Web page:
Trojan Horse #8 - "Next time I'll do better..."


Regulus Black had finally done 'the unthinkable' and called upon vacation time accrued over the past years. He took an entire week off. He hadn't been able to get much done lately anyways, worrying about the daughter he had never gotten to know well. It was one thing for her to be growing up happy and healthy among his parents, in the same warm home where he'd spent his youth. It was quite another for her to be a Chief Engineer on a starship, lost and likely facing death.

So he'd taken the time off and returned to his parents' home in time to stay with them as his father underwent the scheduled leg operation. His mother was, of course, thrilled to see him home. His father was quiet and gruff, but Regulus could tell that the old man was pleased. Regulus spent his time helping his parents through the surgery and recovery process, running errands and sweeping the floor without complaint. He spent his spare time in his daughter's bedroom.

That room held clues to the rather complex person who had been a picture and a vague memory for so many years. He examined the trophies and ribbons on her shelves, the well-worn books, the childhood projects and pictures all set into place. The room was like a shrine, showing him parts of her personality that were hauntingly familiar - hints of his mother's optimism, his father's quiet determination, and the fighting spirit of that pilot he had only known for a single night.

His mother knew why he'd come with that women's intuition of hers, and she was glad to tell him all the things about his daughter that he'd never asked before. "Well, you don't find these things out by sitting and watching a birthday celebration, you know," she chided him gently, watching his amazement over each new piece of information revealed. "You find out by taking long walks together and eating ice cream. You find out by sailing in the early mornings and swimming at sunset. Some things just take time." Regulus's surprised response amused her greatly. "She can sail?"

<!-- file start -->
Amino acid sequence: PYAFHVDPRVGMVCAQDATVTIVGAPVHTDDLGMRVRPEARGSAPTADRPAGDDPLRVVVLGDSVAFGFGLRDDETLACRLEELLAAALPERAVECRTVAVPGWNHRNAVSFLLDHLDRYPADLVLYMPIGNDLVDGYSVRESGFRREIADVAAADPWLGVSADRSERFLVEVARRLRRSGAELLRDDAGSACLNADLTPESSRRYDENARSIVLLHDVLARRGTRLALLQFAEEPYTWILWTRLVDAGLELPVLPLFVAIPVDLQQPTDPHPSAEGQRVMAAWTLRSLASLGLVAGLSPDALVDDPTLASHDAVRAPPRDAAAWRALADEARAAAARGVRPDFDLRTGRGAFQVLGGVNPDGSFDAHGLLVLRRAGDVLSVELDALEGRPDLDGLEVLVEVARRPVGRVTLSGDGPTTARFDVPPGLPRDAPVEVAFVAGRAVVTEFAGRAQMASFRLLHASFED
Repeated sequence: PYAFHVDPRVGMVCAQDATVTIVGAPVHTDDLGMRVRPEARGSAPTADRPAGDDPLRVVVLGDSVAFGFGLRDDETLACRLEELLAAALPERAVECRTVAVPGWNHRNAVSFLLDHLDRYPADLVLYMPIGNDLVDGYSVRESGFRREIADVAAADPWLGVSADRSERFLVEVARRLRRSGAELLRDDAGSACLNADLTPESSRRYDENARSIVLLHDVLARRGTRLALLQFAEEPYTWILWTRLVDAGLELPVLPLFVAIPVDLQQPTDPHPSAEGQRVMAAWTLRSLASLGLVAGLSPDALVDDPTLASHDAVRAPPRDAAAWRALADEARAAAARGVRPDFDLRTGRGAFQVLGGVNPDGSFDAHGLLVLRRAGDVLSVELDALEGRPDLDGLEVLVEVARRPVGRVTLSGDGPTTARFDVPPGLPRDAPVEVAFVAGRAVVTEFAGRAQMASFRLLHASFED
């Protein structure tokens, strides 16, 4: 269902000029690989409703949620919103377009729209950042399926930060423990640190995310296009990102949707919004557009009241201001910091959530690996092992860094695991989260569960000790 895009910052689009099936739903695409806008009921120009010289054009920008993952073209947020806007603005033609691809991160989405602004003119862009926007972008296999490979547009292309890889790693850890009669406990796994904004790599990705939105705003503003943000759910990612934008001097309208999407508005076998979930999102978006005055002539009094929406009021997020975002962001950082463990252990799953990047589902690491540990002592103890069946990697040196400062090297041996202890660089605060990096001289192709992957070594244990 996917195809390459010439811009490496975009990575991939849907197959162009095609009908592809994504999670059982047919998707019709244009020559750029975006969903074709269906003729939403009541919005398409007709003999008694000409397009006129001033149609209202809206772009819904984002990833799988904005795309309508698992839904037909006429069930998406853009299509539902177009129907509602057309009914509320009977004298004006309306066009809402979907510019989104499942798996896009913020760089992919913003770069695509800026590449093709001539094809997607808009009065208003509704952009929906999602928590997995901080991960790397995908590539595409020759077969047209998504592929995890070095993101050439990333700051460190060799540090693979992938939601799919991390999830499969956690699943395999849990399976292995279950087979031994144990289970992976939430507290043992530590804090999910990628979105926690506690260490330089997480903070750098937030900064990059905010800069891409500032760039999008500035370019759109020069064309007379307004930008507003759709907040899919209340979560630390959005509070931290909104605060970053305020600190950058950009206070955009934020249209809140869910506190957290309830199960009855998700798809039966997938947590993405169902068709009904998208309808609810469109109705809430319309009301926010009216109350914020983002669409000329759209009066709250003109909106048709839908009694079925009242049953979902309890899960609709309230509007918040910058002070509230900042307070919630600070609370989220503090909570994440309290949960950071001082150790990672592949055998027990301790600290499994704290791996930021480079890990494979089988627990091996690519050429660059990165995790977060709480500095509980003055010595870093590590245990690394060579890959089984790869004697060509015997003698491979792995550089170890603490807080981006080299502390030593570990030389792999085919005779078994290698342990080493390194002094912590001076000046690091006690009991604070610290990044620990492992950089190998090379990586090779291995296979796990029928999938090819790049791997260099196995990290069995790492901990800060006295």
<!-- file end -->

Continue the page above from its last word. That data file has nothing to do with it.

In the early morning of the fifth vacation day, the silence of the house was broken by the computer sounds indicating an incoming call. Regulus hadn't been able to sleep well and had finally dozed off on the living room couch, a fierce late-summer storm whipping spray across the curved windows. He dragged himself to the terminal to find that he was marked as the recipient. Accepting the call, he found himself talking to one of his co-workers back at the starbase where they conducted their secret research.

"Thought you'd want to know... the USS Pegasus has reported in. She's been in a fight, badly damaged with reports of casualties, but she's found, and the closest ship is on its way to tow her in."

"Casualties?" Regulus felt a stab of fear in his stomach. "Who? Has the list come out? Do we know the status of the section heads?" "Not yet," the co-worker replied, frowning a bit. "But I'll let you know as soon as there is a status on Lieutenant Black." "I appreciate that, thanks," said Regulus. When the call ended, he spent the rest of the night wide awake, watching the stormy sea.

. . . . . . . .

Meanwhile, a long ways away, Kathleen Black paused for a moment to take stock. Engineering was eeriely silent, the engines dark, the only light coming from a few lamps that contained their own power sources. One of the lamps had been hung overhead, suspended from a partly-fallen piece of structural metal. It cast a pale light over the damaged room. Every single terminal was black and featureless. Here and there the engineers who had remained could be seen as dim shapes, removing panels, checking circuitry to see what could be repaired. The rest of the engineers and technicians had spread throughout the ship under Lake's direction to see what could be salvaged.

Pausing in that pale light, Kitty looked rather unlike that lovely young woman who had made her cautious way to the casino in hopes of meeting her 'almost-father'. There were black smudges on her face, hands, and uniform that looked almost like burns, but were in fact nothing more than burnt insulation rubbing off on anything it touched. Her bangs, which had been cut so neatly to fall attractively around her face, were now slightly damp and stringy. She'd pushed back most of them against her head and secured them there with a small clamp used as a rather geeky barrette. There was a little dried blood on her face from a small cut and she knew she would soon feel sore from having been tossed to the deck a few times, but she was not seriously hurt. At least there was no radiation leak this time.


Lt. Kathleen Black Chief Engineer USS Pegasus